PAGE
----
So where does all this leave us? In every case, I think, far messier–but far better–than before September 11. Few argue that Afghanistan or Iraq is worse off than when under the Taliban or Saddam. Nor is Syria in a stronger position. Despite their respective nuclear and petroleum deterrence, both Pakistan and Saudi Arabia are ever more sensitive to the dangers of Islamic radicalism. Libya no longer poses the threat of using WMD against its neighbors and is less likely to fund international terror. Iran is the wild card–closer to success in obtaining the bomb, but closer as well to becoming isolated by international pressure and the events that it cannot quite control across the border in Iraq.

Where do we go from here? The United States has its own paradoxes. These positive developments–themselves the result of a radical departure from the old appeasement that either used the cruise missile as an impotent gesture of retaliation or accepted realpolitik as a means of playing odious dictators against each other–have proved as controversial as they are costly.

A new strain of what we might call punitive isolationism is back (“more rubble, less trouble”), in which we should simply unleash bombers when evidence is produced of complicity in attacks against Americans, but under no circumstance put a single soldier on the ground to “help” such people who are “incapable” of liberal civilized society.

The hard Right is candid in its pessimistic dismissal of American idealism and worries that a new muscular Wilsonianism will lose the ascendant Republican majority and betray conservative values.

The Left buys into the neo-isolationism since it means less of an “imperial” footprint abroad and more funds released for entitlements at home–as well as a way of tarring George Bush and regaining Congress.

What is lacking has been a consistently spirited defense, both unapologetic and humble at the same time, of our efforts since September 11.

First, the United States was not cynical in its efforts: no oil was stolen; no hegemony was established; and democrats, not dictators, were promoted. We were appealing directly to the people of the Middle East, not negotiating with Mullah Omar or Saddam Hussein about their futures. No other oil-importing country in the world would have tried to pressure the Saudis to reform at a time of global petroleum shortages–not France, not China, not India.

Second, there were never good choices after September 11. The old appeasement had only emboldened the terrorists, from 1993 in Manhattan to the bombing in Yemen of the U.S.S. Cole. Saddam’s Iraq was unstable. It was only a matter of time before Saddam, energized with fresh petroleum profits, would renew his ambitions, once 12 years of no-fly-zones and controversial, but leaky, embargoes wore the West out. Given the premise that dictators promoted terrorists in an unholy alliance of convenience, and themselves often had oil and access to weapons, there were no good choices, whether we let them be or removed the worst.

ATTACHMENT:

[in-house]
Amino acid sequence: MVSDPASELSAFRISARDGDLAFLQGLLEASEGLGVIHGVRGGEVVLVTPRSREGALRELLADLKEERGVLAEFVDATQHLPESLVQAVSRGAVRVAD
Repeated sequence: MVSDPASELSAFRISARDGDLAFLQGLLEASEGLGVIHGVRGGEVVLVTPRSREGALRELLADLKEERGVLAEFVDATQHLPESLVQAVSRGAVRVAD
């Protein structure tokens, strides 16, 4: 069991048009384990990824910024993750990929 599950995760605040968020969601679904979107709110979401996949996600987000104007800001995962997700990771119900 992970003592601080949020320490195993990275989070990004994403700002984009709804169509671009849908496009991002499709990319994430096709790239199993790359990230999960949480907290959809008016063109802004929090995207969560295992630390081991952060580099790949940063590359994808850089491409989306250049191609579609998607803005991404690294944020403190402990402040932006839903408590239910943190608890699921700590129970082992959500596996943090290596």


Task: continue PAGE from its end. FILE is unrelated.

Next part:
Three, by the standard of Grenada, Panama, and the Balkans, our losses were costly. But the Middle East is a struggle of a different sort; it is an existential one in which defeat means more attacks on the United States homeland, while victory in changing the landscape of the region presages an end to the nexus of Islamic terror. In that regard, so far we have been fortunate, four-and-a-half years later, in avoiding the level of costs incurred on the first day of the war that took 3,000 American lives and resulted in a trillion dollars in economic damage.

Four, the strategy was not wholly military or political, much less characterized by preemption or unilateralism. Iraq was not the blueprint for endless military action to come, but the high-stakes gambit that offered real hope of bringing about associated change from Pakistan to Tripolis once Saddam was gone and a constitutional government established in its place.

Five, the proof of the pudding is in the eating. As we approach year five, there has been no subsequent attack on the United States. An entire intellectual industry has emerged to educate the West about radical Islamic fascism, something mostly lacking prior to September 11. Our enemies in al Qaeda are either dead, arrested, in hiding, or losing in Iraq, and the embrace of radical Islam through the Middle East at least now carries the consequence of fear of an unpredictable reaction on the part of the United States.

We are still in a race of sorts, hoping that Afghanistan and Iraq will enter a period of democratic stability and the violence halts before the American public tires of the daily visuals to the point of demanding a premature end to our efforts at birthing democracy. And while we do the unpopular work of trying to restore hope to the Middle East, the aloof Europeans pose as the moderate alternative, the Chinese make ever more trade, the Russians ever more trouble, and the Arab sheikdoms ever more money.

Victor Davis Hanson is a senior fellow at the Hoover Institution. He is the author, most recently, of A War Like No Other. How the Athenians and Spartans Fought the Peloponnesian War.